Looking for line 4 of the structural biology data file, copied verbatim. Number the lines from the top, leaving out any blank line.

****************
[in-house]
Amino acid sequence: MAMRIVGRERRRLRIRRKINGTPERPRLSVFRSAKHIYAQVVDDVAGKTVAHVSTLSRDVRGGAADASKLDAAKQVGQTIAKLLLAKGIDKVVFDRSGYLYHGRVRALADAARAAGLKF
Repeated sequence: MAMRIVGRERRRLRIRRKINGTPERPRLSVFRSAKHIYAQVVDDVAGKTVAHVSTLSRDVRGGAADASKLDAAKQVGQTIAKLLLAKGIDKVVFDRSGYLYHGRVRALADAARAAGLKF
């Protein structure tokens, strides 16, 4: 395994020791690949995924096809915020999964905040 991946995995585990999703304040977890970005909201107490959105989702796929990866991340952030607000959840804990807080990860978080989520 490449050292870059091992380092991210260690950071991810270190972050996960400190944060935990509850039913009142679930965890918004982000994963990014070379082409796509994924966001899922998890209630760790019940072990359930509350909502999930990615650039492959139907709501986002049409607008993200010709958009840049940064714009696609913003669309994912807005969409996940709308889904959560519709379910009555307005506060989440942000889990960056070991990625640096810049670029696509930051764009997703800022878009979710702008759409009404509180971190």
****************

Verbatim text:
């Protein structure tokens, strides 16, 4: 395994020791690949995924096809915020999964905040 991946995995585990999703304040977890970005909201107490959105989702796929990866991340952030607000959840804990807080990860978080989520 490449050292870059091992380092991210260690950071991810270190972050996960400190944060935990509850039913009142679930965890918004982000994963990014070379082409796509994924966001899922998890209630760790019940072990359930509350909502999930990615650039492959139907709501986002049409607008993200010709958009840049940064714009696609913003669309994912807005969409996940709308889904959560519709379910009555307005506060989440942000889990960056070991990625640096810049670029696509930051764009997703800022878009979710702008759409009404509180971190």